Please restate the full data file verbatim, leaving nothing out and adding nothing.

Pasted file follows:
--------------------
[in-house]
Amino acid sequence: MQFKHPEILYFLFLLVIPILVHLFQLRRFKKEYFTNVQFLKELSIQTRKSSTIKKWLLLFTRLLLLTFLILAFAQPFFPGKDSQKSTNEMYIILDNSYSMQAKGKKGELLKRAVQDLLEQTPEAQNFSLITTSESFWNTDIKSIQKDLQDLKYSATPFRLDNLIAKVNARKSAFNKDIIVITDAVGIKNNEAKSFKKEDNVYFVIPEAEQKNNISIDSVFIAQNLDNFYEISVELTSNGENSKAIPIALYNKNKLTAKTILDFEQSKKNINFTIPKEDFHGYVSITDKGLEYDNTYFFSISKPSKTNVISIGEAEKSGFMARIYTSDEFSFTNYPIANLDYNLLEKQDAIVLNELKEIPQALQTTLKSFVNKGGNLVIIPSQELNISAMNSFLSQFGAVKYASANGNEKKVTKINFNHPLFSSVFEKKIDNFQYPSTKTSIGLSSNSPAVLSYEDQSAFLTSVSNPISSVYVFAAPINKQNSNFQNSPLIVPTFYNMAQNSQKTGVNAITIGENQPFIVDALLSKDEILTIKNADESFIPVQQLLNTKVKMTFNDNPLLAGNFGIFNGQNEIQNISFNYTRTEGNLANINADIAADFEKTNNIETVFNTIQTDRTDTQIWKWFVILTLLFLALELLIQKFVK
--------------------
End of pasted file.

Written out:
[in-house]
Amino acid sequence: MQFKHPEILYFLFLLVIPILVHLFQLRRFKKEYFTNVQFLKELSIQTRKSSTIKKWLLLFTRLLLLTFLILAFAQPFFPGKDSQKSTNEMYIILDNSYSMQAKGKKGELLKRAVQDLLEQTPEAQNFSLITTSESFWNTDIKSIQKDLQDLKYSATPFRLDNLIAKVNARKSAFNKDIIVITDAVGIKNNEAKSFKKEDNVYFVIPEAEQKNNISIDSVFIAQNLDNFYEISVELTSNGENSKAIPIALYNKNKLTAKTILDFEQSKKNINFTIPKEDFHGYVSITDKGLEYDNTYFFSISKPSKTNVISIGEAEKSGFMARIYTSDEFSFTNYPIANLDYNLLEKQDAIVLNELKEIPQALQTTLKSFVNKGGNLVIIPSQELNISAMNSFLSQFGAVKYASANGNEKKVTKINFNHPLFSSVFEKKIDNFQYPSTKTSIGLSSNSPAVLSYEDQSAFLTSVSNPISSVYVFAAPINKQNSNFQNSPLIVPTFYNMAQNSQKTGVNAITIGENQPFIVDALLSKDEILTIKNADESFIPVQQLLNTKVKMTFNDNPLLAGNFGIFNGQNEIQNISFNYTRTEGNLANINADIAADFEKTNNIETVFNTIQTDRTDTQIWKWFVILTLLFLALELLIQKFVK